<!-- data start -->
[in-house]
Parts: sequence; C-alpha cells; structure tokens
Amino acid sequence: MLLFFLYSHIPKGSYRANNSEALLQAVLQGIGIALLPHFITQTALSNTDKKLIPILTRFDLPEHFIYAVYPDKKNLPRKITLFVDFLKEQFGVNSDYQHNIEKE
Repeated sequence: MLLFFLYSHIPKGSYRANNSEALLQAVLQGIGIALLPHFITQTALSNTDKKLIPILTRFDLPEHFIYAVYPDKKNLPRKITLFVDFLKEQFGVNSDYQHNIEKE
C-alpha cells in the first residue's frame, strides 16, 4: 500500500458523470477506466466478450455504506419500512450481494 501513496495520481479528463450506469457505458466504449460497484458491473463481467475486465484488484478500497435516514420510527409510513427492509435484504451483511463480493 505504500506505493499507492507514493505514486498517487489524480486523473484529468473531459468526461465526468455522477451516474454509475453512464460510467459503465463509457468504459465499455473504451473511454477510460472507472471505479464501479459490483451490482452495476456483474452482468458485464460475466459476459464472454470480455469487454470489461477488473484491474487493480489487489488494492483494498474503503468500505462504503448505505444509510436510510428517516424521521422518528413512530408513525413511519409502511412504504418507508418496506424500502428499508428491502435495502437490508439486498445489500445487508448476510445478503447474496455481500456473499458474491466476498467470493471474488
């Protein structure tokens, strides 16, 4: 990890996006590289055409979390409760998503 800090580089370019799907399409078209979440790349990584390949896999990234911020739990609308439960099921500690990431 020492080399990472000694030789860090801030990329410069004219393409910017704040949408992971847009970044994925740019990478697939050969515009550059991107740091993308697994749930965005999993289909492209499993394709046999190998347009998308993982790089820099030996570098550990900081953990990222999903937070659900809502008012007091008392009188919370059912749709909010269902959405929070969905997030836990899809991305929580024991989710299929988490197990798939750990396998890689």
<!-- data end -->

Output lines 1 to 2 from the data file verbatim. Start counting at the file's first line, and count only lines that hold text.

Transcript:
[in-house]
Parts: sequence; C-alpha cells; structure tokens